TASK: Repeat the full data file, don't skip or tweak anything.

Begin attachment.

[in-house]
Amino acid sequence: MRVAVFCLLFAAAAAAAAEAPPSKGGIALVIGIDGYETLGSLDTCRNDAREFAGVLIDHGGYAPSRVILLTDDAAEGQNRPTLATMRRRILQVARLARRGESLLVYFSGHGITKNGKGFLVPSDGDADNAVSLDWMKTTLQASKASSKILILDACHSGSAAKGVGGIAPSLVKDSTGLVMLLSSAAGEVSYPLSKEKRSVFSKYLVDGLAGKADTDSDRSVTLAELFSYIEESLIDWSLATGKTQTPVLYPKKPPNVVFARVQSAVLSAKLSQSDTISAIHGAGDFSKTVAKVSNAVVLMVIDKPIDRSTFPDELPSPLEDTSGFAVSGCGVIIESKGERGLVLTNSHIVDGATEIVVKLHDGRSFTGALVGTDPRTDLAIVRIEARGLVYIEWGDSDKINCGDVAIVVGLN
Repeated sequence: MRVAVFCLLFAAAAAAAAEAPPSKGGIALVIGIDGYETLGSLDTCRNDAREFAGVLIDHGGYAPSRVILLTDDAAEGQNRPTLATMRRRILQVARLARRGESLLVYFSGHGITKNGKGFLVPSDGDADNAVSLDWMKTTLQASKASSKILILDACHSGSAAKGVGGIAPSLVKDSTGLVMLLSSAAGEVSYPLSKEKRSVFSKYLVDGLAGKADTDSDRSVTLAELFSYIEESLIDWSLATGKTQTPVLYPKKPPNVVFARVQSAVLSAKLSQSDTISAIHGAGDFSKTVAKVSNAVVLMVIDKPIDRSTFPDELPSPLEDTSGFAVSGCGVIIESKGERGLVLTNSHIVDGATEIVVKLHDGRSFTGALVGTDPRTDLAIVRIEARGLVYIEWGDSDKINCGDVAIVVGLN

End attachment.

[in-house]
Amino acid sequence: MRVAVFCLLFAAAAAAAAEAPPSKGGIALVIGIDGYETLGSLDTCRNDAREFAGVLIDHGGYAPSRVILLTDDAAEGQNRPTLATMRRRILQVARLARRGESLLVYFSGHGITKNGKGFLVPSDGDADNAVSLDWMKTTLQASKASSKILILDACHSGSAAKGVGGIAPSLVKDSTGLVMLLSSAAGEVSYPLSKEKRSVFSKYLVDGLAGKADTDSDRSVTLAELFSYIEESLIDWSLATGKTQTPVLYPKKPPNVVFARVQSAVLSAKLSQSDTISAIHGAGDFSKTVAKVSNAVVLMVIDKPIDRSTFPDELPSPLEDTSGFAVSGCGVIIESKGERGLVLTNSHIVDGATEIVVKLHDGRSFTGALVGTDPRTDLAIVRIEARGLVYIEWGDSDKINCGDVAIVVGLN
Repeated sequence: MRVAVFCLLFAAAAAAAAEAPPSKGGIALVIGIDGYETLGSLDTCRNDAREFAGVLIDHGGYAPSRVILLTDDAAEGQNRPTLATMRRRILQVARLARRGESLLVYFSGHGITKNGKGFLVPSDGDADNAVSLDWMKTTLQASKASSKILILDACHSGSAAKGVGGIAPSLVKDSTGLVMLLSSAAGEVSYPLSKEKRSVFSKYLVDGLAGKADTDSDRSVTLAELFSYIEESLIDWSLATGKTQTPVLYPKKPPNVVFARVQSAVLSAKLSQSDTISAIHGAGDFSKTVAKVSNAVVLMVIDKPIDRSTFPDELPSPLEDTSGFAVSGCGVIIESKGERGLVLTNSHIVDGATEIVVKLHDGRSFTGALVGTDPRTDLAIVRIEARGLVYIEWGDSDKINCGDVAIVVGLN